Herein lies the problem: you have a student loan borrower who is making his/her payments on time and building his/her credit in order to obtain a loan for a business, house or car. Then misfortune strikes in the loss of a parent or other close relative (who is also the co-signer on his/her student loans). The student loan lender, by a search of the public records, discovers that the co-signer on this borrower’s loan has died and immediately, without consideration of the individual circumstances, places the borrower’s loan in default and calls for its full outstanding balance to be paid. Most borrowers will not be able to meet such a demand and this will destroy their credit for years to come. Their plan to start a business or buy a house will be delayed, if not, completely destroyed, all because of this little provision put in their student loan contract. And, not only that, but if the student loan lender collects from the deceased co-signer’s estate, it could substantially impact the amount left for the deceased’s loved ones. All but for this provision, this borrower may have been able to pay back his/her entire student loan balance in on-time payments like he/she was doing before the death of the co-signer.

Luckily for students and co-signers, you don’t have to wait for the private student loan lenders and the politicians to come to any agreement about how to best fix this problem. You can be proactive now. Many private student loan lenders do offer an option to release a student borrower’s co-signer after a certain period of on-time, consecutive payments and a credit check to determine if the student is eligible to repay the loan on his/her own. If your lender offers a co-signer release, you will want to ask about this benefit and remove your co-signer as soon as you are eligible.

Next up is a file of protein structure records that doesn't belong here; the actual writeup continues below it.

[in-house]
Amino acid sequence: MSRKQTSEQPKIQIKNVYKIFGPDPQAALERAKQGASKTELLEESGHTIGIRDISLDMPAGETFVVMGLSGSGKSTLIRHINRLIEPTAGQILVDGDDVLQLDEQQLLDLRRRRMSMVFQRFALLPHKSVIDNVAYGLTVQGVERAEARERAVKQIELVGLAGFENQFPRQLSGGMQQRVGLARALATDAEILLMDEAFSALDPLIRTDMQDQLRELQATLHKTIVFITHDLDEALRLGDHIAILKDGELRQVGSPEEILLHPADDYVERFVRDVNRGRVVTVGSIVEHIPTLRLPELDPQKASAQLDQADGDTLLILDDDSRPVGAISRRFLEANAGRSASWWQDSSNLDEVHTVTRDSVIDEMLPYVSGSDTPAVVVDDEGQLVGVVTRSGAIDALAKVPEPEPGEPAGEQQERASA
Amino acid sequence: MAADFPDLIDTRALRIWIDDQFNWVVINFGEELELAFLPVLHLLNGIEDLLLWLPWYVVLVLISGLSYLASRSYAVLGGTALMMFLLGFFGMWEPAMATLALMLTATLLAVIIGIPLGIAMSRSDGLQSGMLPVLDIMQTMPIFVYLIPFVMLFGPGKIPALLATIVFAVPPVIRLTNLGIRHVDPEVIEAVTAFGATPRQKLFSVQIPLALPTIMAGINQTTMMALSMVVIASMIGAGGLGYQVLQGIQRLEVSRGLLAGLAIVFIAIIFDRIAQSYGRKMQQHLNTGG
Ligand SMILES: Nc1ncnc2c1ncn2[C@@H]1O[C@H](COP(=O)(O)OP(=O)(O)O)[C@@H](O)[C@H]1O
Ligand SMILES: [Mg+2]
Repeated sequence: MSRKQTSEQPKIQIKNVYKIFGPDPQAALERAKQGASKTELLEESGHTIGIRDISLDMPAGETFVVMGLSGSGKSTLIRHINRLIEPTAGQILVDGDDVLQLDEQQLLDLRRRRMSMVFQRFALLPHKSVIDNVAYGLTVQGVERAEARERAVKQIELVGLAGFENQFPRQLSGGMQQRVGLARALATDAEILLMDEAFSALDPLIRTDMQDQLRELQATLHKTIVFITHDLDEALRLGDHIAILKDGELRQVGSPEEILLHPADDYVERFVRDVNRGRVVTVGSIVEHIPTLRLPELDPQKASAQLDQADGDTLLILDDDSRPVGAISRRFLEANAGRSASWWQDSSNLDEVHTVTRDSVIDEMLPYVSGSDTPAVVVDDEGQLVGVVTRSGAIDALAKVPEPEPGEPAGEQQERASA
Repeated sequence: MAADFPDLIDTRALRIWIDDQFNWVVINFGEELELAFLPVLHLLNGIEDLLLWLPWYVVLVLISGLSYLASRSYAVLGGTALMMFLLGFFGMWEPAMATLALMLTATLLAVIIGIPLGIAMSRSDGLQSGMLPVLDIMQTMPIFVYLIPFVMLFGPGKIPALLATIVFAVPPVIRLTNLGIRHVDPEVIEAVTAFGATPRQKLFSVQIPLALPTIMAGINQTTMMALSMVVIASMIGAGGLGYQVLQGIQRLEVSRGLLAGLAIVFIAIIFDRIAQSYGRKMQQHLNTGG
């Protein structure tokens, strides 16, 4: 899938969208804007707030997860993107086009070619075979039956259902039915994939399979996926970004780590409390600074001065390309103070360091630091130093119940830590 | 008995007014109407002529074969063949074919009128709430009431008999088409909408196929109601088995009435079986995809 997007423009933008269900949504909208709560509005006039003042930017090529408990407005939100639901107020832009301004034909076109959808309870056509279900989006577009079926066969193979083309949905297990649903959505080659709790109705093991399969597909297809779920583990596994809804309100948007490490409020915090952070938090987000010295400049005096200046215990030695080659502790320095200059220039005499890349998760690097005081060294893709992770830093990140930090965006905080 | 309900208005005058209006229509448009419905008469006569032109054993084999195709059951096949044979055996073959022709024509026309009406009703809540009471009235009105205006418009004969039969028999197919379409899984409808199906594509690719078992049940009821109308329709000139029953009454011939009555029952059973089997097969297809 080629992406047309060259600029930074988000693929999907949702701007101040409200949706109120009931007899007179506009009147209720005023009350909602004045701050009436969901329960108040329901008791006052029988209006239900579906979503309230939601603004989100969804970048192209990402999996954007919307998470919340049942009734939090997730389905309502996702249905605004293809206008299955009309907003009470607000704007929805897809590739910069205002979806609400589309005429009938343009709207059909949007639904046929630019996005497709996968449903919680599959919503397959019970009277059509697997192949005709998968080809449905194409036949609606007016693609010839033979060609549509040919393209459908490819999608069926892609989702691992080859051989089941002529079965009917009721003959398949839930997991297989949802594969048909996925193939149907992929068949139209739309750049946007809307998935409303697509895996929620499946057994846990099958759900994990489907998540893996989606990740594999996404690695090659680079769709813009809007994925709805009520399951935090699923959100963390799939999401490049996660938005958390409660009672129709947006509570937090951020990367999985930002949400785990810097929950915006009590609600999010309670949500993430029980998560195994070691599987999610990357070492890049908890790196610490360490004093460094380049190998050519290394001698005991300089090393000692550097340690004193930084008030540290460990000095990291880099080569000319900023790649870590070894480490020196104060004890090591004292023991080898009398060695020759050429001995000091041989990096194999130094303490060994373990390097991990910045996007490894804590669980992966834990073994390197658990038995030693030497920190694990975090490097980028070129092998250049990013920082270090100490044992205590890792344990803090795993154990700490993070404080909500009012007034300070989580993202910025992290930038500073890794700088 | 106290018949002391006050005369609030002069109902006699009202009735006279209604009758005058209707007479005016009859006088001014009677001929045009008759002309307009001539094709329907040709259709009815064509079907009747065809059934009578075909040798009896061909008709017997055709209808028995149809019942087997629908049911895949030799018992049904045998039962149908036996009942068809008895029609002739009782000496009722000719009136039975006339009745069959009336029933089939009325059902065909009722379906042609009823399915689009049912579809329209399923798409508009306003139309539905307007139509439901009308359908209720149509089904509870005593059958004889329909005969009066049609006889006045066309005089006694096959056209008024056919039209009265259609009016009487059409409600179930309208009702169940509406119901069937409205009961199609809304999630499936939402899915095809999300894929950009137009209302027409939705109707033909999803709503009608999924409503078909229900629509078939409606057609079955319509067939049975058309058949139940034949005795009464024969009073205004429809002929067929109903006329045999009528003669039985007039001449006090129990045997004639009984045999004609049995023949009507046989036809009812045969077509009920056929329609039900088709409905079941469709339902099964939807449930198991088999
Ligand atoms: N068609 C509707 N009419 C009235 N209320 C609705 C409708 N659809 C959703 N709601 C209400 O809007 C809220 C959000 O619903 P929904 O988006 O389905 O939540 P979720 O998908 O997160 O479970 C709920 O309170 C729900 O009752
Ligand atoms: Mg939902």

However, many of the complaints that the CFPB received were from borrowers describing the many obstacles they faced when seeking to obtain such releases. In addition, many of the complaints stated that while borrowers often have to apply for the release, the lenders and servicers generally do not make the criteria for the co-signer release clear and transparent; nor do they make the required forms available on their websites or in electronic form.  Moreover, lenders are not notifying students when their loans qualify to have the co-signers released.

While getting a co-signer released may seem like a daunting task, private student loan borrowers and co-signers should be proactive and try to obtain such a release. The CFPB has even released sample letters for both the borrower and co-signer to complete and send to their private student loan lenders (available here). Another option that you may want to consider is buying life insurance to cover what the outstanding balance of the loan may be on the death of either the student or co-signer. While it may be a relatively cheap option to purchase life insurance for a young borrower, it may not be for an older co-signer. If insurance is purchased it is important to make sure that the benefits are payable to that individual’s estate or are assigned by the beneficiary to settle the student loan debt. This should minimize the impact on your estate and loved ones if you were to pass away and the student loan lender required immediate and complete repayment of the student loans.

While we wait for more guidance on this issue, it is up to you to protect yourself. At the very least, the borrower and the co-signer should be inquiring from their private student loan lenders about how to apply for or obtain a release of the co-signer. This can be accomplished by placing a phone call to your lender or by completing and sending one of the sample letters that the CFPB provides on its website.

– Attorney Matthew. D. Brehmer

 

© 2014 Matthew D. Brehmer and Crummey Estate Plan.